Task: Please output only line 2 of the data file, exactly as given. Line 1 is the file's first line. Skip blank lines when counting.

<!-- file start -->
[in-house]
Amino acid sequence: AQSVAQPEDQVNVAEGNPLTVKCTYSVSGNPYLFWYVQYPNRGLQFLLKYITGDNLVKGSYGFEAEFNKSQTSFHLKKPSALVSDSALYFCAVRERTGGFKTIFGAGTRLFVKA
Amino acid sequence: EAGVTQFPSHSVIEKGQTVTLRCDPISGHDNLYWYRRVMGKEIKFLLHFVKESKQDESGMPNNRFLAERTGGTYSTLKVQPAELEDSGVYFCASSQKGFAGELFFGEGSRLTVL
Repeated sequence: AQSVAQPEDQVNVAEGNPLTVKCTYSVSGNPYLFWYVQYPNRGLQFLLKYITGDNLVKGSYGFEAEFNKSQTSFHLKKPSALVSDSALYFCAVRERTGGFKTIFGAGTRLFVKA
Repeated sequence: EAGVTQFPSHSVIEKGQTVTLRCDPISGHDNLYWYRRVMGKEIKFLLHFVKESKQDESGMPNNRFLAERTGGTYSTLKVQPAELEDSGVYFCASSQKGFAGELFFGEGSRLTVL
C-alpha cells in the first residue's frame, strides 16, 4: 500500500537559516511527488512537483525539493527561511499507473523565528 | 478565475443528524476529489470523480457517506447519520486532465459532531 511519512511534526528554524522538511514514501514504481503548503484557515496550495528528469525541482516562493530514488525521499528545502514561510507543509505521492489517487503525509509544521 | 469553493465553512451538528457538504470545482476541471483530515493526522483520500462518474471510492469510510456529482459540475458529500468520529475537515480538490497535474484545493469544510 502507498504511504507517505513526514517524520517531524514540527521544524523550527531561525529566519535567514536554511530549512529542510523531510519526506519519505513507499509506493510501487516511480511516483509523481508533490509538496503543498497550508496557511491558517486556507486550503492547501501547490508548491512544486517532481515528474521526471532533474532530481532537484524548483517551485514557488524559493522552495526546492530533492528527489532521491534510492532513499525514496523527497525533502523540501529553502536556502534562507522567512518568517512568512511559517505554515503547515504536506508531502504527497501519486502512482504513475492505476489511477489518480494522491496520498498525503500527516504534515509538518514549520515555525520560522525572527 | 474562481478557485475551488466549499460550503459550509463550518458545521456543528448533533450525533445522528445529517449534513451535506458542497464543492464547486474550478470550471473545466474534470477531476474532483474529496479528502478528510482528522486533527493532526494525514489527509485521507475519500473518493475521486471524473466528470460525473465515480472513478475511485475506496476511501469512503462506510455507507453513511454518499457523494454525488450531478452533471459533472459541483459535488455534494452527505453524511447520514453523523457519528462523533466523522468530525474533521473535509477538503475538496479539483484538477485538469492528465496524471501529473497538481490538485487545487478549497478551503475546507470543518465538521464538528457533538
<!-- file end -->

Amino acid sequence: AQSVAQPEDQVNVAEGNPLTVKCTYSVSGNPYLFWYVQYPNRGLQFLLKYITGDNLVKGSYGFEAEFNKSQTSFHLKKPSALVSDSALYFCAVRERTGGFKTIFGAGTRLFVKA